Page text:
The Strokes

Atlanta (2004)

Music Reviews
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The Strokes

I’ve walked away from shows feeling cheated. I’ve walked away from shows impressed beyond belief. I’ve walked away from shows thinking, “I could do that.” But I’ve rarely walked away from a show as early as 11:15 p.m.

True, I expected a longer set from The Strokes, but I didn’t expect a better one. Throughout the night, the New York five-piece proved to the crowd at the sold-out Tabernacle that it was worth the hype. From the moment drummer Fabrizio Moretti and bassist Nikolai Fraiture started “Reptilia,” it was clear the simultaneously raucous and calculated sound The Strokes have become known for on their records is not just the result of good production and engineering. The rhythm section, together with the sometimes-boisterous, sometimes-mathematical work of guitarists Nick Valensi and Albert Hammond Jr., created a tightly knit musical backdrop for singer Julian Casablancas’ scratchy but soaring vocals. The frontman was dead-on, alleviating concerns he would repeat his trademark drunken behavior. Thankfully, Casablancas’ worst offense during the performance was that his between-song banter sounded suspiciously like Rocky Balboa.

The Strokes’ songs might be mechanical in some respects, but performed live, they somehow manage to come across with greater emotional depth. Energetic tunes like “Take It Or Leave It,” the aforementioned “Reptilia,” “The End Has No End,” and the insanely catchy single “12:51” called less attention to their flawless delivery than to the intensity of Casablancas’ voice. The tight rhythm section, deceptively simple chord progressions and expressive vocals on mellower songs like “Under Control” and “Alone Together” sounded like 21st century takes on classic Motown ballads and, as premeditated as some of their albums were, I don’t think anyone would argue that Stevie Wonder and Marvin Gaye were lacking any emotion.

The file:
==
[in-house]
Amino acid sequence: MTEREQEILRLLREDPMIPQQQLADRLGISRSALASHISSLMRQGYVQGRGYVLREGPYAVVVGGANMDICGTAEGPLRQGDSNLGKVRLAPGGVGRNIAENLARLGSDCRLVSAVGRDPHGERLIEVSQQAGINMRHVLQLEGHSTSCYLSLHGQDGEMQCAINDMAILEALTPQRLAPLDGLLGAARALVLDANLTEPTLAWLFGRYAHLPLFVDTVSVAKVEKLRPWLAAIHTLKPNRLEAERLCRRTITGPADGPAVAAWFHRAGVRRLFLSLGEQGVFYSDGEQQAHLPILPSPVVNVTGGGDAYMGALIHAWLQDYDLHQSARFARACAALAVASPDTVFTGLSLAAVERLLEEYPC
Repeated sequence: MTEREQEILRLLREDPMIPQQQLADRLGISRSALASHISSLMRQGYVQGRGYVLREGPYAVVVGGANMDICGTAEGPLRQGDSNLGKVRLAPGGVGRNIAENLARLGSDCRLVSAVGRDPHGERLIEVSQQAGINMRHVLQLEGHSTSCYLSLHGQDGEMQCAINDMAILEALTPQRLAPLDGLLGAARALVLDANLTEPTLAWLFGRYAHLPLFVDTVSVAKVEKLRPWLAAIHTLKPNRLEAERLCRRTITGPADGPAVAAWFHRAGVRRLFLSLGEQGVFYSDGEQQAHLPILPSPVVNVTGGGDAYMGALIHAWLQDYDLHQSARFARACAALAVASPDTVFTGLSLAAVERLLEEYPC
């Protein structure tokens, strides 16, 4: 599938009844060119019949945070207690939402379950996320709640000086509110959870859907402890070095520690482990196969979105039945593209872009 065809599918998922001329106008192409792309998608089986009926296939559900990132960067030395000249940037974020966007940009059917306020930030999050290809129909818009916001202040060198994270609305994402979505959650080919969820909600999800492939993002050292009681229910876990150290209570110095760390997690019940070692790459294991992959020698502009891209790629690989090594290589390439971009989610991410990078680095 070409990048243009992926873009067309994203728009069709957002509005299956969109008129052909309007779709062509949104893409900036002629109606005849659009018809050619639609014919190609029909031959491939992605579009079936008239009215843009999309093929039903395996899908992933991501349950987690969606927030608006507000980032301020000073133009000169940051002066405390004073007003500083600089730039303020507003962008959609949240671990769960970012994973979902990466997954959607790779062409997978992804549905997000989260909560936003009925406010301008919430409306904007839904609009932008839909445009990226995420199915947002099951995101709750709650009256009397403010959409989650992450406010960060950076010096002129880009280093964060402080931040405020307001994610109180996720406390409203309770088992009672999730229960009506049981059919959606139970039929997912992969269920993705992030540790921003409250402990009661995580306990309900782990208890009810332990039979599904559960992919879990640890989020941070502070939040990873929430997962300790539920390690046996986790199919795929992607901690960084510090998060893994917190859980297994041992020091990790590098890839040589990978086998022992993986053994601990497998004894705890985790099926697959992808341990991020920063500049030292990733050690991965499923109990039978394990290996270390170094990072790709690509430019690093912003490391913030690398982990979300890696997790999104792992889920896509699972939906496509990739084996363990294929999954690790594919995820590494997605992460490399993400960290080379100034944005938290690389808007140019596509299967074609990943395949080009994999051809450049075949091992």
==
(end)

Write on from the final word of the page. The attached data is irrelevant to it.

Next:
The band mainly performed material from its new album Room On Fire, but it also delivered a few tracks off most fans’ radars. The first was “Modern Girls,” a new song the band recorded with opener (and fellow New Yorker) Regina Spektor while on a tour break in Seattle. As interesting as a duet with a female vocalist could have been, the song itself was fairly bland, and Spektor’s shrill voice was no match for Casablancas’ crooning. The second was “New York City Cops,” a song originally on the debut LP Is This It, but pulled at the last second from the album’s U.S. release because it was feared the chorus —“New York City cops, they ain’t too smart”—would seem insensitive after Sept. 11. Honestly, the track is probably better left on the cutting room floor—it wasn’t great live and Is This It is a tighter album without it.

Those few speed bumps aside, the show was a perfect example of what a concert should be: tight, energetic, and filled with a sense that there’s something bigger going on than just five sharply-dressed guys playing rock’n’roll songs. Even if only for an hour.